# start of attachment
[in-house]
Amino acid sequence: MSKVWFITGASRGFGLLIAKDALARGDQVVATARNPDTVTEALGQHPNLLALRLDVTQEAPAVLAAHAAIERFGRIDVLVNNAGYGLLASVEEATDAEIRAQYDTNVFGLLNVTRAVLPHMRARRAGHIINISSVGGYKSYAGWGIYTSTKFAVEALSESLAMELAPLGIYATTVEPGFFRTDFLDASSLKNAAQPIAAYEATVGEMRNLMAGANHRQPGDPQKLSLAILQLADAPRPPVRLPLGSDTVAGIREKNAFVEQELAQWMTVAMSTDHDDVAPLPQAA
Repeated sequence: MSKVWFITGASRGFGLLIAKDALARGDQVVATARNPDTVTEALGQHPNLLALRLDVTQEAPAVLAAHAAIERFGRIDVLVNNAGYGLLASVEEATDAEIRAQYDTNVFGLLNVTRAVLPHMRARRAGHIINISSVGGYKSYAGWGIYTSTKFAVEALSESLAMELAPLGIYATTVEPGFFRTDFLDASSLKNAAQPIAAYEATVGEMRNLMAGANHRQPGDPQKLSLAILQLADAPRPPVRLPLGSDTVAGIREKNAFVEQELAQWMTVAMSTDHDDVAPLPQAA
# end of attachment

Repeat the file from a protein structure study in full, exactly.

[in-house]
Amino acid sequence: MSKVWFITGASRGFGLLIAKDALARGDQVVATARNPDTVTEALGQHPNLLALRLDVTQEAPAVLAAHAAIERFGRIDVLVNNAGYGLLASVEEATDAEIRAQYDTNVFGLLNVTRAVLPHMRARRAGHIINISSVGGYKSYAGWGIYTSTKFAVEALSESLAMELAPLGIYATTVEPGFFRTDFLDASSLKNAAQPIAAYEATVGEMRNLMAGANHRQPGDPQKLSLAILQLADAPRPPVRLPLGSDTVAGIREKNAFVEQELAQWMTVAMSTDHDDVAPLPQAA
Repeated sequence: MSKVWFITGASRGFGLLIAKDALARGDQVVATARNPDTVTEALGQHPNLLALRLDVTQEAPAVLAAHAAIERFGRIDVLVNNAGYGLLASVEEATDAEIRAQYDTNVFGLLNVTRAVLPHMRARRAGHIINISSVGGYKSYAGWGIYTSTKFAVEALSESLAMELAPLGIYATTVEPGFFRTDFLDASSLKNAAQPIAAYEATVGEMRNLMAGANHRQPGDPQKLSLAILQLADAPRPPVRLPLGSDTVAGIREKNAFVEQELAQWMTVAMSTDHDDVAPLPQAA